The drum also caused issues in the field, as it, prior to being covered in later models, was open to the elements. This meant that dirt and grim frequently got within, causing it to become clogged. Sticking with the ammunition, the RPD was difficult to reload with speed, especially when compared to later magazine-fed weapons, like the RPK.

Numerous upgrades were made over the years

Egyptian Marine aiming an RPD machine gun
Egyptian Marine with an RPD machine gun during Operation Bright Star ’85. (Photo Credit: Capt. Mark Beberwyck / DoD Media / Wikimedia Commons / Public Domain)

The RPD machine gun saw a number of upgrades over the decades – five, to be exact. There was the original, followed by a slightly updated design, which saw a new gas piston fitted into a different cylinder. The windage knob was also relocated to the left of the rear sight.

The third upgrade saw more minor changes, which were later adopted by the Chinese version of the RPD, dubbed the Type 56. These included the addition of a folding, non-reciprocating cocking handle and a dust cover over the feed port, which ensured it remained useable in the field, despite unwanted conditions.

Following this came the RPDM, which saw a number of upgrades, including a buffer in the butt, an extra friction roller and the addition of an extra-long gas cylinder. Finally, the fifth and final model, which was copied by the Chinese to create the Type 56-1, included a folding cleaning rod and the removal of the fixed drum attachment.

Use of the RPD machine gun on the battlefield

Four Bangladeshi soldiers sitting atop an armored vehicle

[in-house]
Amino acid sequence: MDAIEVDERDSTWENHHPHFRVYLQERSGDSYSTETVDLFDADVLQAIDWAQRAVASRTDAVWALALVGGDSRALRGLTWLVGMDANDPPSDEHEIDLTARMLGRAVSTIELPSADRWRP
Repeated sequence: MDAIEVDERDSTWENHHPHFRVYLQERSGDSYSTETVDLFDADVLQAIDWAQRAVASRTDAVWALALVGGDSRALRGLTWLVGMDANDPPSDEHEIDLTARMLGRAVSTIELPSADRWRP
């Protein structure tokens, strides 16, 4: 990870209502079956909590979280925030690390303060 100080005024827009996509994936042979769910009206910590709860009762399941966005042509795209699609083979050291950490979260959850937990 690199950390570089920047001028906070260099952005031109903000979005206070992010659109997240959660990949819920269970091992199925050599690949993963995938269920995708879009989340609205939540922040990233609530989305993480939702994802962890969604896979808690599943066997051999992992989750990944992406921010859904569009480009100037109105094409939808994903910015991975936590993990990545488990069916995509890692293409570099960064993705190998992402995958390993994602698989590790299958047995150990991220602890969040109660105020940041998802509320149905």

Bangladeshi soldiers – one is equipped with an RPD machine gun. (Photo Credit: Souvik.arko / Wikimedia Commons CC BY-SA 3.0)

The RPD machine gun has seen use in a number of conflicts throughout the decades, with it being equipped even after the Cold War came to an end. It made a name for itself in Vietnam, when it was equipped by the North Vietnamese Army (NVA) and Viet Cong as one of their frontline weapons. The Americans and South Vietnamese first reported its use by the enemy forces in April 1964, with it being favored because it fired the same caliber ammunition as the AK-47.

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The RPD saw use with the Soviet Union until 1961, when it began to be replaced by newer automatic weapons, including the RPK and PK machine guns. That being said, it continues to see use in the Middle East and Asia, making appearances in such conflicts as the Cambodian Civil War, the Six-Day War, the War in Afghanistan and the Syrian Civil War, among many others.

Clare Fitzgerald

Clare Fitzgerald is a Writer and Editor with eight years of experience in the online content sphere. Graduating with a Bachelor of Arts from King’s University College at Western University, her portfolio includes coverage of digital media, current affairs, history and true crime.

Among her accomplishments are being the Founder of the true crime blog, Stories of the Unsolved, which garners between 400,000 and 500,000 views annually, and a contributor for John Lordan’s Seriously Mysterious podcast. Prior to its hiatus, she also served as the Head of Content for UK YouTube publication, TenEighty Magazine.

In her spare time, Clare likes to play Pokemon GO and re-watch Heartland over and over (and over) again. She’ll also rave about her three Maltese dogs whenever she gets the chance.